If you are at all like me, in terms of being a business nerd, then you should really read this presentation, called Freedom and Responsibility, which the blog Hacking Netflix found about that company's internal culture, compensation policy, benefits, and all sorts of other awesome tidbits.
I've been reading this a little bit at a time since it came out a few days ago, and really digesting each portion, and there's a lot of interesting ideas in there. I imagine I'll cover this in 3 or 4 posts total, each segment more exciting than the last (probably).
The first thing you see is telling: "Freedom and Responsibility applies to our Salaried employees: our Hourly employees are important, but have more structured roles."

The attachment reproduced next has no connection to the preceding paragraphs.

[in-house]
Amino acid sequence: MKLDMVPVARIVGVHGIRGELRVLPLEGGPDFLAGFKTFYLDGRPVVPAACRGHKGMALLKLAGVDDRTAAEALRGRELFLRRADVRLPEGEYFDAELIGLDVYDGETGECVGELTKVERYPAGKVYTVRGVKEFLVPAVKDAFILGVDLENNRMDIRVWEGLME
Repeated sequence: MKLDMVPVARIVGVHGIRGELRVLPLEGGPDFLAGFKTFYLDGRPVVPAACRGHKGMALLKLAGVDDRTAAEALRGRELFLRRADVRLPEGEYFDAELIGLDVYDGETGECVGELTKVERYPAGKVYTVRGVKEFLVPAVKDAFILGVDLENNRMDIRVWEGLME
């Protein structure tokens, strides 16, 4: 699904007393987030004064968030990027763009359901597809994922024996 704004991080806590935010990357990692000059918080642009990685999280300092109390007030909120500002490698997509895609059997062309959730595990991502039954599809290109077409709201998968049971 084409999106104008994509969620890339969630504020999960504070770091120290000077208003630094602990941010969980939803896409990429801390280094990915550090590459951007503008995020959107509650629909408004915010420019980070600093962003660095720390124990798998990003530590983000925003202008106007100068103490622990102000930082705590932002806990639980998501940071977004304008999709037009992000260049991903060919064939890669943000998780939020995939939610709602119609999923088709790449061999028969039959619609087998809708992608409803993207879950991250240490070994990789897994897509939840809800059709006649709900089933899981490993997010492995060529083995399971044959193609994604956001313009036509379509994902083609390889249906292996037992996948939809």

Which is a bit disappointing. I assume this is because turnover at call centers is so consistently high that they can't afford to risk such an important part of a company's public face (customer service) to whatever weirdos and liabilities they may have hired last week.
BUT, I'm sure there are a great many entry level salaried jobs at Netflix, and that you don't have to wait until you're a VP to enjoy this kind of freedom.
Still, I can't help but wonder, and it's a question that will be a guiding theme of my coverage of this presentation: What would happen if you applied these ideas to hourly employees? Surely Netflix's treatment of managers and salaried employees can teach us something about managing cashiers and call center peeps. But the risk is higher: you're giving freedom to people who are not only the literal face and voice of your company at the ground level, but people who are usually working in high-stress, under-staffed jobs where it's easy to become dependent on employees who show up but often cause problems or make mistakes.
Just some ideas to think about on our magical journey through Netflix's Employee handbook.